A linear array of 16 Hall effect sensors has been developed to directly measure the poloidal magnetic field inside the boundary of a non-axisymmetric hybrid torsatron/tokamak plasma. The array consists of miniature gallium arsenide Hall sensor elements mounted 8 mm apart on a narrow, rotatable printed circuit board inserted into a re-entrant stainless steel tube sheathed in boron nitride. The sensors are calibrated on the bench and in situ to provide accurate local measurements of the magnetic field to aid in reconstructing the equilibrium plasma current density profiles in fully three-dimensional plasmas. Calibrations show that the sensor sensitivities agree with the nominal manufacturers specifications of 1.46?V/T. Poloidal fields measured with the Hall sensor array are found to be within 5% of poloidal fields modeled with a Biot-Savart code.

  10. Hall probe measurements of the poloidal magnetic field in Compact Toroidal Hybrid plasmas.

    PubMed

    Stevenson, B A; Knowlton, S F; Hartwell, G J; Hanson, J D; Maurer, D A

    2014-09-01

    A linear array of 16 Hall effect sensors has been developed to directly measure the poloidal magnetic field inside the boundary of a non-axisymmetric hybrid torsatron/tokamak plasma. The array consists of miniature gallium arsenide Hall sensor elements mounted 8 mm apart on a narrow, rotatable printed circuit board inserted into a re-entrant stainless steel tube sheathed in boron nitride. The sensors are calibrated on the bench and in situ to provide accurate local measurements of the magnetic field to aid in reconstructing the equilibrium plasma current density profiles in fully three-dimensional plasmas. Calibrations show that the sensor sensitivities agree with the nominal manufacturers specifications of 1.46?V/T. Poloidal fields measured with the Hall sensor array are found to be within 5% of poloidal fields modeled with a Biot-Savart code. PMID:25273721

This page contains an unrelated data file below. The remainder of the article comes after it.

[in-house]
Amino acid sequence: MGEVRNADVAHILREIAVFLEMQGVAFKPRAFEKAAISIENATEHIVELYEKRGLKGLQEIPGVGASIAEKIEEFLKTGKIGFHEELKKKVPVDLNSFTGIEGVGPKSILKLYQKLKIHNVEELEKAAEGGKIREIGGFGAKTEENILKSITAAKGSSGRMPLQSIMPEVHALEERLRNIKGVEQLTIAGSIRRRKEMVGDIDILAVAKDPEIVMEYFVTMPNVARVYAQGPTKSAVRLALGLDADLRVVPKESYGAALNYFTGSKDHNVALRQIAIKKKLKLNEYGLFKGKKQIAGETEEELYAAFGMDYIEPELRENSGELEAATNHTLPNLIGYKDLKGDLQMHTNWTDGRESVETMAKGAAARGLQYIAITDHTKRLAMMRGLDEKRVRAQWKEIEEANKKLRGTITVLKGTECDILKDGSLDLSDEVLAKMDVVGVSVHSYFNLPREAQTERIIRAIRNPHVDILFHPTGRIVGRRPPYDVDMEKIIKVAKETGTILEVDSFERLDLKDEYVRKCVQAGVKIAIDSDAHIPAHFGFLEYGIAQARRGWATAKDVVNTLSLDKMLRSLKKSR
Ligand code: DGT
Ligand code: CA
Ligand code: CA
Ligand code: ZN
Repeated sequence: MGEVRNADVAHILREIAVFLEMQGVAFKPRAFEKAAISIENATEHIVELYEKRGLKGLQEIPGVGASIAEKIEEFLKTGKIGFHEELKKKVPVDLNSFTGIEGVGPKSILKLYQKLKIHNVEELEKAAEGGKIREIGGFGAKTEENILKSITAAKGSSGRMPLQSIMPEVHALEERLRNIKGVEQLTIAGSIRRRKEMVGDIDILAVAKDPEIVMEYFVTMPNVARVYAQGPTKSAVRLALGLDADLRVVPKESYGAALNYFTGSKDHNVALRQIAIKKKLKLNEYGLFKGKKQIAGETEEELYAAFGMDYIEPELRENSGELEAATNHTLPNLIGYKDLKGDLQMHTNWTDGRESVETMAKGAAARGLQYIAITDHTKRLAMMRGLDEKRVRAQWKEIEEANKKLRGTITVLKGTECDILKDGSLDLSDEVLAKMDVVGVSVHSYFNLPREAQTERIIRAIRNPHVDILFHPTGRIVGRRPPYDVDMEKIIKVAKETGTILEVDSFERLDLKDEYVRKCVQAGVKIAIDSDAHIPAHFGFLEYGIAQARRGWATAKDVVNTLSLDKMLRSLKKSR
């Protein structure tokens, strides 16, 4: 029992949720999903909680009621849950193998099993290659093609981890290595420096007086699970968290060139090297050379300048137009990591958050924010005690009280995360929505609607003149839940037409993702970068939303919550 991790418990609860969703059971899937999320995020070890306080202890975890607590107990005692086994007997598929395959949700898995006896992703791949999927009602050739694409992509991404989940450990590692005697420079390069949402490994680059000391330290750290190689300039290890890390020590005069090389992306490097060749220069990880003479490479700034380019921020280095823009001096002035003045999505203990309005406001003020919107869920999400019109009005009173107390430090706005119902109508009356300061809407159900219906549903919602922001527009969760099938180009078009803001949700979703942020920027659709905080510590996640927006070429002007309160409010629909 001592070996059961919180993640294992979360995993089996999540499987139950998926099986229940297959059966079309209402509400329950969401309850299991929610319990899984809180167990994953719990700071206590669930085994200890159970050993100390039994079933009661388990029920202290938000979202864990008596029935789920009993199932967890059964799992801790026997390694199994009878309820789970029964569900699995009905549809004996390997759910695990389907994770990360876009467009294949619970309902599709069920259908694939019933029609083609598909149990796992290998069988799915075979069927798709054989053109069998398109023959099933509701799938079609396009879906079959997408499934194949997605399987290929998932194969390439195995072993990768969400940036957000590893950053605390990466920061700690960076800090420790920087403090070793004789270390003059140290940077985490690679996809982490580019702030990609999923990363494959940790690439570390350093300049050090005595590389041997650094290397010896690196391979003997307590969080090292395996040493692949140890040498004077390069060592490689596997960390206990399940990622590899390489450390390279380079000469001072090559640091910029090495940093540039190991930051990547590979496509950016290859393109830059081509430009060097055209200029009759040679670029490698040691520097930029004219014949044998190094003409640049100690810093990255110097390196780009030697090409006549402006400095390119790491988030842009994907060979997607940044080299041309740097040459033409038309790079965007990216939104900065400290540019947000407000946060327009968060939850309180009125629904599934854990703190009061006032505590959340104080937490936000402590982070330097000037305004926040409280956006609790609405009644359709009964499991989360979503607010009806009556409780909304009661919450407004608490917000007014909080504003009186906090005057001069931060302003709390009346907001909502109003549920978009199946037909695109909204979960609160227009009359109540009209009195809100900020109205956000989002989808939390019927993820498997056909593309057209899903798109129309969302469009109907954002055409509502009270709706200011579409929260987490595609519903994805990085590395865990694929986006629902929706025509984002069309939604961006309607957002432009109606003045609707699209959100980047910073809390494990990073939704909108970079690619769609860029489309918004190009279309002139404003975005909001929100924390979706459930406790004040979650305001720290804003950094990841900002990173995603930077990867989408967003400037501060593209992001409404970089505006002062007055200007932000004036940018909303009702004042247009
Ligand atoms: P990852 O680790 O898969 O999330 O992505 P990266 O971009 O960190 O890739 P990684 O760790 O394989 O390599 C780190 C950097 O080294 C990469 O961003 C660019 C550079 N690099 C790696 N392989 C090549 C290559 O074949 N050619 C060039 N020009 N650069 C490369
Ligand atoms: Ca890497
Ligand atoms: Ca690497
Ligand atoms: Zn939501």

11. A biased probe analysis of potential well formation in an electron only, low beta Polywell magnetic field

    NASA Astrophysics Data System (ADS)

    Carr, Matthew; Khachan, Joe

    2013-05-01

    Orbital limited motion theory has been applied to two biased probes in a low beta Polywell. The cases studied include electron injection, magnetic field scaling, Polywell bias scaling, and radial position profiles. Langmuir's original orbital limited motion results for a monoenergetic electron beam are shown to be in excellent agreement for electron injection into the Polywell. A distribution function is proposed for the electron plasma characteristics in the centre of the magnetic null and confirmed with experimental results. A translational stage was used to measure the radial plasma potential profile. In other experiments, two probes were used to simultaneously measure the profiles in both the null and a position halfway along a corner cusp. The results confirm a radial potential well created by electron trapping in the device. In addition, we present preliminary results of the potential well scaling with the magnetic field, Polywell bias voltage, and the injected beam current. The electron population was found to maintain non-equilibrium in all cases studied.

  12. A novel method to measure 3 components of magnetic fields with submicron resolution using Scanning Hall Probe Microscopy/Gradiometry

    NASA Astrophysics Data System (ADS)

    Oral, Ahmet; Dede, Munir; Akram, Rizwan

    2009-03-01